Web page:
Mobile World Congress 2022: Sensors Ignite a Digital Transformation

Companies face challenges in unlocking their full potential

Deborah Yao, Editor, AI Business

February 28, 2022

3 Min Read

Sensors are the starting point for digital transformation as they gather data that is transformed into business intelligence – whether this information comes from wearables, home digital assistants, mobile phones, plant machinery and the like. 

But companies face challenges in unlocking their true potential, according to IoT executives who spoke at this week’s Mobile World Congress in Barcelona. Issues range from complexity and interoperability problems to having a myopic, project-based view of sensors and a lack of buy-in from the workforce.

Companies often scale sensor-based operations by bolting onto existing systems. Instead, they should think holistically about the whole system from the start. 

“Sometimes, customers underestimate how complex it may be so it is important to plan everything ahead” with the right connectivity and devices, said Elena Gil Lizasoain, global director of product and business operations at Telefonica.

The challenge is to make different types of sensors work together on a single platform so users can get insights more easily through the intelligent aggregation of data, added Jaione Pagazaurtundua, director of solutions at Microsoft’s cloud computing division, Azure.

Here, partnership with the right companies is critical – to develop a common set of tools, ease of integration, mutual contribution to solutions and the like – all within an open ecosystem.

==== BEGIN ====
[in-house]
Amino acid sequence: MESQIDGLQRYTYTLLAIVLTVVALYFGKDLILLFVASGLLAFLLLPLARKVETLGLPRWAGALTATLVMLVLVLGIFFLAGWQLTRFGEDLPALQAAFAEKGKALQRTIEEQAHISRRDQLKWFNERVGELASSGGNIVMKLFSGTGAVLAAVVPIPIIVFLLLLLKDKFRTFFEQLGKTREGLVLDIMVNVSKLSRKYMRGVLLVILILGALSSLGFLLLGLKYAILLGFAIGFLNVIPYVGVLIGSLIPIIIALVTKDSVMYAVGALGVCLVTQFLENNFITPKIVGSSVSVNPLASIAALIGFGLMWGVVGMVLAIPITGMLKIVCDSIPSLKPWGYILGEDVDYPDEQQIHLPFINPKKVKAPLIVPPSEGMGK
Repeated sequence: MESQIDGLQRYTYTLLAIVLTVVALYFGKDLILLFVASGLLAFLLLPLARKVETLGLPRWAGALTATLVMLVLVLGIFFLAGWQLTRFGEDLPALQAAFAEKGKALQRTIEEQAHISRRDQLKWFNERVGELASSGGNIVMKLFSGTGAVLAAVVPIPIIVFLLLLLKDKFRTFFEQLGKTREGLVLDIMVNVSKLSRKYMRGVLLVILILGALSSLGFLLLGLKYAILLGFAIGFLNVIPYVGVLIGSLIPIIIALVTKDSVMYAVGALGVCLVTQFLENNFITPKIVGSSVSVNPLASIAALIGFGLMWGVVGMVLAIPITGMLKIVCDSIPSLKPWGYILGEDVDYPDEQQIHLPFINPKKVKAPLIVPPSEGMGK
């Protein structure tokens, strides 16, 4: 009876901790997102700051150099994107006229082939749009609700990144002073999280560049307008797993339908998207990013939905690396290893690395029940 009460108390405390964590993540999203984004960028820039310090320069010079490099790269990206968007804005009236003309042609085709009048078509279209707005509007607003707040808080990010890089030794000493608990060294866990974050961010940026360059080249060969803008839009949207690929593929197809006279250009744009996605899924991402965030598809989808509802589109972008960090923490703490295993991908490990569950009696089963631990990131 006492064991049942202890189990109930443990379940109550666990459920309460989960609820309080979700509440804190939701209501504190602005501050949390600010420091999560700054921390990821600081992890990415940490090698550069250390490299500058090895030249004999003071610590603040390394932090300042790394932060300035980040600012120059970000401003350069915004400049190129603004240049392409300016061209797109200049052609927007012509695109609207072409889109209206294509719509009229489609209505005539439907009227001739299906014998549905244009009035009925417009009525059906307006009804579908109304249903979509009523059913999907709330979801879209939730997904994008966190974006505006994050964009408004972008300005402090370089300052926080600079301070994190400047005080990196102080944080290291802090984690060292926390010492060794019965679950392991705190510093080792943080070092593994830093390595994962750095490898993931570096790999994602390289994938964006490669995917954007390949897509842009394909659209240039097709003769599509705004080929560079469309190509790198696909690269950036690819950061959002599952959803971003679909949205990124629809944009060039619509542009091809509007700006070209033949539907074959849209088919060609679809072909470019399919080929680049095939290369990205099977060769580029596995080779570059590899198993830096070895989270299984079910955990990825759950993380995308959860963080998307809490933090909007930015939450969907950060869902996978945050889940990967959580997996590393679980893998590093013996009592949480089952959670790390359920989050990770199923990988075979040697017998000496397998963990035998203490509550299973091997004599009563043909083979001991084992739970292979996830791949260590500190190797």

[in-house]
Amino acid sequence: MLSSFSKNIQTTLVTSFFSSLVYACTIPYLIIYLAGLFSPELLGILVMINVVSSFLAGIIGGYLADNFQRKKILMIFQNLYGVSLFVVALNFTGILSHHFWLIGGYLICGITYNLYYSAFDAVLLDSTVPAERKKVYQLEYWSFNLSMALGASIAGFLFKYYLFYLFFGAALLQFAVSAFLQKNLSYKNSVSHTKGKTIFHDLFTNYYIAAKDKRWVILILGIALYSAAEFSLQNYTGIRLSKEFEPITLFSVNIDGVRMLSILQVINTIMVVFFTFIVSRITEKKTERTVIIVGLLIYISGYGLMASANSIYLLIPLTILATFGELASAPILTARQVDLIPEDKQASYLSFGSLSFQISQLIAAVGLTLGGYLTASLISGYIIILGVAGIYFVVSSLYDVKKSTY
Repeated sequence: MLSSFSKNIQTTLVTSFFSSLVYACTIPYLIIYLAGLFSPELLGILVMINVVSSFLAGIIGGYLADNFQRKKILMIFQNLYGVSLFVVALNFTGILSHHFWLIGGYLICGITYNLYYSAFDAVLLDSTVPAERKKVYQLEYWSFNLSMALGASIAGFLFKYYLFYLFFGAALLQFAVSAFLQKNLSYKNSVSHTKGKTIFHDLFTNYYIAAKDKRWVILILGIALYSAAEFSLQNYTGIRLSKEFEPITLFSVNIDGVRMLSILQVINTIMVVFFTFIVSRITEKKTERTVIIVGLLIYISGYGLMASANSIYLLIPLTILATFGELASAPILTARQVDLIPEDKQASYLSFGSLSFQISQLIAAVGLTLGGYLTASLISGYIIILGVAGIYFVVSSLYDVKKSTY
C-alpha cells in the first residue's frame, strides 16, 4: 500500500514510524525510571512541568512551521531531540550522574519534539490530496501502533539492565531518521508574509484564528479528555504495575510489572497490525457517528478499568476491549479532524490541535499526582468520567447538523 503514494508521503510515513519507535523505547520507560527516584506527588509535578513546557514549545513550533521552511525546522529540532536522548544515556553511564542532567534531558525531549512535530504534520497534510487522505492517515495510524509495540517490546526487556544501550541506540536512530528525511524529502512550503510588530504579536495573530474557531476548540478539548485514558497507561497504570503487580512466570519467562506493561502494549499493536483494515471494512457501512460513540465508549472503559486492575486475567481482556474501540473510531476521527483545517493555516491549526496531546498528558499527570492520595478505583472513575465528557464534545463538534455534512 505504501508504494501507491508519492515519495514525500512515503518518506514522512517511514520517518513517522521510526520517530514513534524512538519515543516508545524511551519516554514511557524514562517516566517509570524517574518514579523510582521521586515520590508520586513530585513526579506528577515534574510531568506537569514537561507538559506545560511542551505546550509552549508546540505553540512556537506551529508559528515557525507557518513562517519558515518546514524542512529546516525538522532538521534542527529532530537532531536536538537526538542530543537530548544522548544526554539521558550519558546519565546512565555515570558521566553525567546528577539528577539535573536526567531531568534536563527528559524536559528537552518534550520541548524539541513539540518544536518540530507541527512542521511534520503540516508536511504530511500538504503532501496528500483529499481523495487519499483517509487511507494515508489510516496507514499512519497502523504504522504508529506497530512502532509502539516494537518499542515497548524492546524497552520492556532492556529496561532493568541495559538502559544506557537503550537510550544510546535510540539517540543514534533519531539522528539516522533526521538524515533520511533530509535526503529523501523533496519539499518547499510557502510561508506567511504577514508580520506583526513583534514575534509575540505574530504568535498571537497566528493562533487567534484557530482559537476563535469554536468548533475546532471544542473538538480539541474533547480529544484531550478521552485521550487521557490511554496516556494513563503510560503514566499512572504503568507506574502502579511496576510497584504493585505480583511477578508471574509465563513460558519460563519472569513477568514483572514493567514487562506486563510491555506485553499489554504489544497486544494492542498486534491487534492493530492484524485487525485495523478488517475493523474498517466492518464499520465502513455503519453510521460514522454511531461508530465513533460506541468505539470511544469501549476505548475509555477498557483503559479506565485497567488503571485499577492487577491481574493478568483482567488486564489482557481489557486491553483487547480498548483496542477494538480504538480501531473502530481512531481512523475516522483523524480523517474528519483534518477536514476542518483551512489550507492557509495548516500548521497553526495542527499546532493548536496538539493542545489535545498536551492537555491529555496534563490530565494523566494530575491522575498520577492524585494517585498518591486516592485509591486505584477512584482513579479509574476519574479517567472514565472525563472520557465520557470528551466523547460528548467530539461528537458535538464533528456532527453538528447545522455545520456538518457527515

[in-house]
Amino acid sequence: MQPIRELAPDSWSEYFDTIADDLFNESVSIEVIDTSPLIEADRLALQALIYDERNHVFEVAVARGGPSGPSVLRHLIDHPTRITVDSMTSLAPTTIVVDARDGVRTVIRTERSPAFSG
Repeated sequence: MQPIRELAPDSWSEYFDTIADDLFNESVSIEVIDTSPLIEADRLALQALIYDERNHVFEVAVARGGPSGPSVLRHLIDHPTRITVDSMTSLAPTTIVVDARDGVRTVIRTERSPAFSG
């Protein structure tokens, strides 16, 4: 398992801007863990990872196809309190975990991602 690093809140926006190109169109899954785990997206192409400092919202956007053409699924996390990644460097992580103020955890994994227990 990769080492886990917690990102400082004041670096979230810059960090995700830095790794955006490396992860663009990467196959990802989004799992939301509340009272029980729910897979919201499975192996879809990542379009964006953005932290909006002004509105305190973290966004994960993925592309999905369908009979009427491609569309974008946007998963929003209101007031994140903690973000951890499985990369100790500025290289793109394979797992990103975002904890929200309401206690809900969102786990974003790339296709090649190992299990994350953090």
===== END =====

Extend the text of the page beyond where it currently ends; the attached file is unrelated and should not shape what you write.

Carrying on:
“Partnership is key,” said Mahesh Sooriyabandara, director of Toshiba Research Laboratory. “Because of the interdisciplinary nature of IoT, even a big corporation cannot solve (problems) by themselves.” 

Many Sensors, One Platform

While sensors have been used in industrial applications for a while, what is new is holistically applying them with the entire operation in mind, Sooriyabandara said. Compare that to consumer devices where sensors are used more holistically to offer value to users, such as using location to recommend nearby restaurants.

Manufacturing is taking a page from consumer devices to add more intelligence to their products, said Charles Ferland, general manager of edge computing and communication service providers (Telco) at Lenovo.

For example, laptop sensors may be used to assess the user’s environment and adjust functions accordingly. Let’s say the user is working out of a noisy café and has to take a virtual office meeting. Sensors will recognize this and focus on the user’s voice while minimizing the background noise, Ferland said. If the user is outdoors, the laptop will automatically brighten the screen, for example.

Security and Support

Another critical issue is to design security into sensor systems from the start. “Data is only as good as the decisions you can make from that data. So, you need to have security,” added Dipti Vachani, general manager of automotive and IoT at semiconductor IP company ARM. 

Moreover, do not neglect challenges coming from management and the workforce. “Sometimes, resistance to change is more than technical,” Lizasoain said. “They know they need to change. They know they need technology. But there is always resistance.” The solution is to build the business case and get people involved from the start.

To that end, go beyond proofs of concept to focus on scalability and business value, Vachani said.

This article first appeared in IoT World Today’s sister publication AI Business

About the Author(s)

Deborah Yao

Editor, AI Business

Deborah Yao is an award-winning journalist who has worked at The Associated Press, Amazon and the Wharton School. A graduate of Stanford University, she is a business and tech news veteran with particular expertise in finance. She loves writing stories at the intersection of AI and business.

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